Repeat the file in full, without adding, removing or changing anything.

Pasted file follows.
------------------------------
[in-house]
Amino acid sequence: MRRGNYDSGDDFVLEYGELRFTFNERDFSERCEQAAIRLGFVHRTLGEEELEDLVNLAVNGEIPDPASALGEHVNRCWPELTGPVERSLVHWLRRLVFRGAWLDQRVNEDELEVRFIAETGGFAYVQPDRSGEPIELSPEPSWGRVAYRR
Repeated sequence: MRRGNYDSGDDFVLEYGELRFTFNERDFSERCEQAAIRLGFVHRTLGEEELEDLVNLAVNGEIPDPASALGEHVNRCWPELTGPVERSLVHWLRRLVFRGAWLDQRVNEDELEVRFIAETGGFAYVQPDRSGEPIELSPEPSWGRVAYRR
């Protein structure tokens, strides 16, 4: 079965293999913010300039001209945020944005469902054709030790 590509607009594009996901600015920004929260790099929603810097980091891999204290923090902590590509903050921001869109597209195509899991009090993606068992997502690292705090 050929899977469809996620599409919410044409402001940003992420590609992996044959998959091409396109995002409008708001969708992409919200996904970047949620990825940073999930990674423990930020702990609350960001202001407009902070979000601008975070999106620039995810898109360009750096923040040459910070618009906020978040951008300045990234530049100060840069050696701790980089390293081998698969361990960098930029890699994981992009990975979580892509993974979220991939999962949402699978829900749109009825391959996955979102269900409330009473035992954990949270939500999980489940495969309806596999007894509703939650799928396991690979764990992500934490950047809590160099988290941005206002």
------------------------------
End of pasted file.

[in-house]
Amino acid sequence: MRRGNYDSGDDFVLEYGELRFTFNERDFSERCEQAAIRLGFVHRTLGEEELEDLVNLAVNGEIPDPASALGEHVNRCWPELTGPVERSLVHWLRRLVFRGAWLDQRVNEDELEVRFIAETGGFAYVQPDRSGEPIELSPEPSWGRVAYRR
Repeated sequence: MRRGNYDSGDDFVLEYGELRFTFNERDFSERCEQAAIRLGFVHRTLGEEELEDLVNLAVNGEIPDPASALGEHVNRCWPELTGPVERSLVHWLRRLVFRGAWLDQRVNEDELEVRFIAETGGFAYVQPDRSGEPIELSPEPSWGRVAYRR
């Protein structure tokens, strides 16, 4: 079965293999913010300039001209945020944005469902054709030790 590509607009594009996901600015920004929260790099929603810097980091891999204290923090902590590509903050921001869109597209195509899991009090993606068992997502690292705090 050929899977469809996620599409919410044409402001940003992420590609992996044959998959091409396109995002409008708001969708992409919200996904970047949620990825940073999930990674423990930020702990609350960001202001407009902070979000601008975070999106620039995810898109360009750096923040040459910070618009906020978040951008300045990234530049100060840069050696701790980089390293081998698969361990960098930029890699994981992009990975979580892509993974979220991939999962949402699978829900749109009825391959996955979102269900409330009473035992954990949270939500999980489940495969309806596999007894509703939650799928396991690979764990992500934490950047809590160099988290941005206002």